by Rana Asfour
Last month, at one of the sessions at the Abu Dhabi International Book Fair, a female member of the audience commented that she felt the time was ripe for writers to overcome archaic ‘taboo’ issues where children’s literature was concerned. The move, she stressed, was imperative if authors were ever going to grab the attention of the contemporary, globally aware, young, Middle Eastern reader.
What happens next is remarkable. As soon as this soft-spoken woman introduces herself and offers the name of her book as an example on overriding taboos, the female guest speaker, now recognising who the author is, gets up, hugs her, congratulates and thanks her for a ‘magnificent piece of work’. The woman is children’s author Samar Mahfouz Barraj and the book is ‘Red Line’, one of the author's 45 children’s books to date.
Session over, I make my way to the petite, stylish, charismatic author and introduce myself. I am delighted when she agrees to meet with me the next day for a chat. And this is how it happened that I found myself engaged in a delightful conversation with this Lebanese author about her work, the huge responsibility that comes with writing for children and the reason why she thinks her books have garnered attention and amassed a following of young readers and their parents.
‘Maybe it's because I like to write books that are both serious yet humorous’, this mother of two grown up daughters tells me, ‘I know that the subjects I write about can be considered delicate or sensitive by some readers, but they are subjects that must be talked about nonetheless. I believe that there is nothing that you cannot write about when it comes to children’s books, but it depends on the format that these topics are presented. We should stop hiding behind taboos’.
One of Barraj’s books, shortlisted for the 2011 Etisalat Award at Sharjah International Book Fair, is ‘When My Friend Got Sick’ which won the second prize for children’s books at the 2011 Beirut International Book Fair and the Arab Thought Foundation’s Kitabi award in 2013. The book introduces the subject of cancer to a very young audience. Understandably, she was a bit apprehensive on how it would be received by the public.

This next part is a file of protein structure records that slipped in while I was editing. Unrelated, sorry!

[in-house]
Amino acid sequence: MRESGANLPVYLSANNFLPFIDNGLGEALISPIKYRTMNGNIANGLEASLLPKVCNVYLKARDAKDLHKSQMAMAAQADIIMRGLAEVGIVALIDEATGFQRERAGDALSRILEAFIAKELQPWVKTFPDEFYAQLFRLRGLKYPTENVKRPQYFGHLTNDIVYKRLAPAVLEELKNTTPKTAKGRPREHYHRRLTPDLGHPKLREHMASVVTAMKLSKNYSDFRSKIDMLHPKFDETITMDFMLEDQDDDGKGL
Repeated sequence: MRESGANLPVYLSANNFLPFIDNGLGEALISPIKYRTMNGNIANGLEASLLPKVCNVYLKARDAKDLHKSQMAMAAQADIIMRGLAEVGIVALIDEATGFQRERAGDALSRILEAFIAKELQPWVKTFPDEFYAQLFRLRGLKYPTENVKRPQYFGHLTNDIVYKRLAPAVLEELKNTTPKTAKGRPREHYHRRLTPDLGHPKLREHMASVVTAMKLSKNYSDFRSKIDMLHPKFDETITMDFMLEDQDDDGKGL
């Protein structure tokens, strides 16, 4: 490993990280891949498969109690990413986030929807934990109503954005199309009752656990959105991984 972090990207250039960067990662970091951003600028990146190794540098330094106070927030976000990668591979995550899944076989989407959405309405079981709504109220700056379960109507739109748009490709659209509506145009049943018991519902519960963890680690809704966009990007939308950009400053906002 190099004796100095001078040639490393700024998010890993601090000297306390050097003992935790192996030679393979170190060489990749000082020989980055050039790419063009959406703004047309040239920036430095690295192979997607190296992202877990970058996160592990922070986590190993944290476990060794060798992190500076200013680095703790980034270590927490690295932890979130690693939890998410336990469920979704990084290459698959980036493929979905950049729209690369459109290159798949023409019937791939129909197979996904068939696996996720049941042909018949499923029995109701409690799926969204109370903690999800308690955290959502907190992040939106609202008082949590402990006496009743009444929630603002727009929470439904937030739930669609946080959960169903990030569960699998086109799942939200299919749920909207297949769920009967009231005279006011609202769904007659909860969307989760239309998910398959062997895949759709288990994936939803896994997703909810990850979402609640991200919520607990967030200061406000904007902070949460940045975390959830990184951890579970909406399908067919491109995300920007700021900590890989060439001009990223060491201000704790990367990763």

‘I totally believed in my product yet I was so conscious of societal sensitivities that I refused to run it by any of my students or even young readers until after it went into print. Yet, when the book came out, the reaction of the public was very positive. Which goes to show that publishers who exaggerate their over-protective attitude to what children should/shouldn’t read or are reluctant to rock the boat, can sometimes hinder the production of books that can be a valuable resource to children’s education’.
In 2014 publishing house Dar Al Saqi took a chance on Samar Barraj’s book ‘Red Line’ dubbed as the first children’s book, in Arabic, to broach the highly sensitive subject of sexual harassment. Extensive research was carried out by Barraj (involving psychologists and child professionals) and after a rigorous round of writing and re-writing and closely working with the illustrators, ‘Red Line’ hit the shelves and was met with resounding, overnight success.
As it happened Barraj had brought a copy and proceeds to read me the story. I listen, quite self-consciously at first, until I am no longer anything but caught up in her narration, her tone, the vivid pictures on the page. The book, I swear, is alive. When she’s done, she smiles. It’s like she knows her magical storytelling techniques have worked. I’m hooked; lock stock and barrel. When she’s done and I find the words, I ask how people reacted to the book when it came out.
‘I was amazed and very pleased by everyone’s reaction to this book. I wrote it because I believe it helps to educate the child in a simple way and at the same time without the intimidation, fear and shame usually associated with a serious subject such as this one. I relied on a humorous storyline, great illustrations, and wrote with educators, parents and children in mind. I have had great feedback and it turns out people wanted to talk about harassment with their children but didn’t know how or where to start and I have been told that my book has provided them with a great starting point’.
‘Although hesitant at first, schools are soon eager to bring the book into the classroom once they read its content. As a teacher, I fully understand the role of the school and believe that it should be the medium between the children, the parents and books that are of value. That is why it was important for me that schools get on board with ‘Red Line’. The objective of the book is that it helps raise children’s awareness on the subject of sexual harassment and it gives them the courage not only to deal with this situation, if it arises, but to talk about it without shame with an adult they trust. We need to educate children that some 'bad' things are out there and we need to give them the tools so they are strong enough to deal with anything in life'.